Ditto with the natural environment, and ditto with GAs.
If there is one single “target” (way of increasing reproductive success), or a set of targets all of which confer exactly the same degree of increased reproductive success), then, if the “target space” is small in relation to all possible variants, then you are correct, the “target cannot be acquired”. What makes the target acquirable is a property of the target space itself – many possible variants slightly increase reproductive success, and if partial solutions are similar to better solutions, then the “target space” is graduated, and the best solutions are far more likely to be found.
This is another way of saying, in jargon, that if the “fitness landscape” (not the same as “the environment” but more like your “target space”) is smooth then good targets will tend to be found. If it is extremely rough, then it won’t, and there are even theoretical fitness landscapes in which the “population” is systematically steered away from the good solutions. This is why the No Free Lunch theorems say that averaged over all fitness landscapes search algorithms are no better than blind search.
Clearly, GAs are set up to be smooth. So the question is: can this smoothness only result from intelligence?
The answer is: we don’t know, but what we do know is that the one we actually observe in nature is smooth. This is another way of saying: offspring tend to be very similar to their parents (we wouldn’t call it “self-replication” if organisms spawned organisms totally different from themselves), and that similar organisms tend to have similar reproductive success in the same environment.
And all a GA is doing is simulating such a scenario – virtual organisms spawn offspring similar, though not identical, to themselves, in an environment in which similar organisms have similar reproductive success.
And it works in nature, and it works in GAs.
Nope. At least not in any way in which I can parse it. The “target” is, presumably, an organism that solves the problem extremely well. No GA population starts with an optimised organism (unless by phenomenal good luck). In nature, of course, depending on where you “start” (protobionts? Penguins on a steadily freezing continent? Windblown finches on a new island?) the population starts by being at least minimally successful in the current environment or it wouldn’t be a population of self-replicators at all, and in the case of the penguins and finches, probably pretty well adapted already. But the whole point of the discussion (or of a GA), is to find better solutions, and you don’t, by definition, have those when you start. So again, the only “information” the population has is the problem itself (leopard seals; brains to classify).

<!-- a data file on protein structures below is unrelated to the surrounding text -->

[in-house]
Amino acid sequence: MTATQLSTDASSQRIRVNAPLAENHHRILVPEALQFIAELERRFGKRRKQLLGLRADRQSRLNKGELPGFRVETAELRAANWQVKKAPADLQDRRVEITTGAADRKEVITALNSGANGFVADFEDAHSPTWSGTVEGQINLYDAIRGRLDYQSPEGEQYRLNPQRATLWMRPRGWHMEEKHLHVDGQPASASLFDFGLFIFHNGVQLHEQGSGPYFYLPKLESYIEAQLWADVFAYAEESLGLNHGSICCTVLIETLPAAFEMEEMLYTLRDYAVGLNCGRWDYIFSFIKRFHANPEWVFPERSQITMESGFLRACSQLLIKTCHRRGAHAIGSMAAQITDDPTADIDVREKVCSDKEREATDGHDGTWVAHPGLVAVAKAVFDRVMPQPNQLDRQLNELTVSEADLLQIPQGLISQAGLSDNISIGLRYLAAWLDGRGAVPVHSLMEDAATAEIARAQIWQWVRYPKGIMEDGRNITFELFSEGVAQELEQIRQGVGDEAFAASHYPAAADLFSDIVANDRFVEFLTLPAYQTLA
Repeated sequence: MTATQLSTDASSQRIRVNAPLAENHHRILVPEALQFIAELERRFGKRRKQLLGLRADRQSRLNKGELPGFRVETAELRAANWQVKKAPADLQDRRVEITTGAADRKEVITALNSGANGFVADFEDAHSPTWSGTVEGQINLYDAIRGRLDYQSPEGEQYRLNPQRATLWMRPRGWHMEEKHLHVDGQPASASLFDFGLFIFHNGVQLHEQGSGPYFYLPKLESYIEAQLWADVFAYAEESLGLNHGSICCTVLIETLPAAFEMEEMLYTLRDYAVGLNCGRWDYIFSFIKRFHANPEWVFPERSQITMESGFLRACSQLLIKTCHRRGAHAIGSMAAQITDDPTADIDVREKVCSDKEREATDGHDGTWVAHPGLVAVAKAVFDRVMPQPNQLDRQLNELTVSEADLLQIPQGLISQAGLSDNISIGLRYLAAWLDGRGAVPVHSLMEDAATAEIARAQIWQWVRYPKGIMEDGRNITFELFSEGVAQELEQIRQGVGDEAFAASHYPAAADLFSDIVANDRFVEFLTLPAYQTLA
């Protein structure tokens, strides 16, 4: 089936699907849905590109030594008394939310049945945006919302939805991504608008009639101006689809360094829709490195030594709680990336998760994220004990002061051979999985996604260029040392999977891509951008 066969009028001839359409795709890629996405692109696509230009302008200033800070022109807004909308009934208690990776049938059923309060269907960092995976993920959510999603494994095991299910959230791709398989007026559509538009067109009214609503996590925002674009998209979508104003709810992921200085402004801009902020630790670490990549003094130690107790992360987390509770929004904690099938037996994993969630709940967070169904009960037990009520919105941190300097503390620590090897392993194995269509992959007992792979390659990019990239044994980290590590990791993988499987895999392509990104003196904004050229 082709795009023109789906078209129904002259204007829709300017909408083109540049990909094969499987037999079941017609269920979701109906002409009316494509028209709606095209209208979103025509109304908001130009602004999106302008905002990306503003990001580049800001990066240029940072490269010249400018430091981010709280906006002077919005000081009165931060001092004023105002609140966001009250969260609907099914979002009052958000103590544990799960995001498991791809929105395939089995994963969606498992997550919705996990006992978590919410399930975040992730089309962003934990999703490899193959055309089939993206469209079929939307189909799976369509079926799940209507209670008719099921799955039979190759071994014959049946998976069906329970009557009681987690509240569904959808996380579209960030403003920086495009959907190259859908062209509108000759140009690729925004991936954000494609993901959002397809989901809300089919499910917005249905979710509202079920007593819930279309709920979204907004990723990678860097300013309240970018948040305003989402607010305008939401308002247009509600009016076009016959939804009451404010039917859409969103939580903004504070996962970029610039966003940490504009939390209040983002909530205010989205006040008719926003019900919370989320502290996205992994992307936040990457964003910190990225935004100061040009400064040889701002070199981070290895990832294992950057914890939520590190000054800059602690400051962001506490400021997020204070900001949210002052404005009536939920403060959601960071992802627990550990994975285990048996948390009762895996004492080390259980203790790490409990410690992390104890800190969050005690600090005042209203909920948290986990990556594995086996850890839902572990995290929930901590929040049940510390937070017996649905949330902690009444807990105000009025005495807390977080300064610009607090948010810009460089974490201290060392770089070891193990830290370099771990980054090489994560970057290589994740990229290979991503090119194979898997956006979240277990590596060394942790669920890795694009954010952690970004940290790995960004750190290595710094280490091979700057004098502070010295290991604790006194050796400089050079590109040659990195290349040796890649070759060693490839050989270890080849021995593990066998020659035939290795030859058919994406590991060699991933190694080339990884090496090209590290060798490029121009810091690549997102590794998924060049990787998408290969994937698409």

It depends how long you want it to take. If you want a flying machine, and already you have a lot of solutions, sure. But if you want a walking machine, as in that lovely example someone posted above, no, you don’t have to start with walkers at all. Obviously the system has to have some potential to solve the problem – no system, natural or man-made, has yet evolved the ability to apparate. That’s probably because it isn’t possible. But it’s pretty remarkable what is.
Your last clause doesn’t make a lot of sense, but what sense it does make is addressed by my stuff about smooth fitness landscapes above. If a fitness landscape is smooth, that is another way of saying that similar variants have similar fitness. If you want to call that “coordination” fine. But frankly, it’s much easier to envisage a natural scenario in which that is the case (tall people run faster from tigers, and even taller people run even faster) than one in which is not (people who are 5’11” run fast from tigers but people who are 6′ fall flat on their faces at the sight of a tiger and people who are 5’10” run towards the tiger).
It doesn’t see to me to require much “intelligence” for the world to have turned out so that similar things have similar properties.
Seriously? You don’t think a white polar bear has a reproductive advantage over a black one? A swift gazelle over a slow one? A streamlined dolphin over a block-shaped one? A saber-toothed tiger over a toothless one?
What a fanciful world you live in.
In fairness, I am not aware of any experiments comparing the survival chances of polar and white bears in the Arctic. So WJM gets a point on that.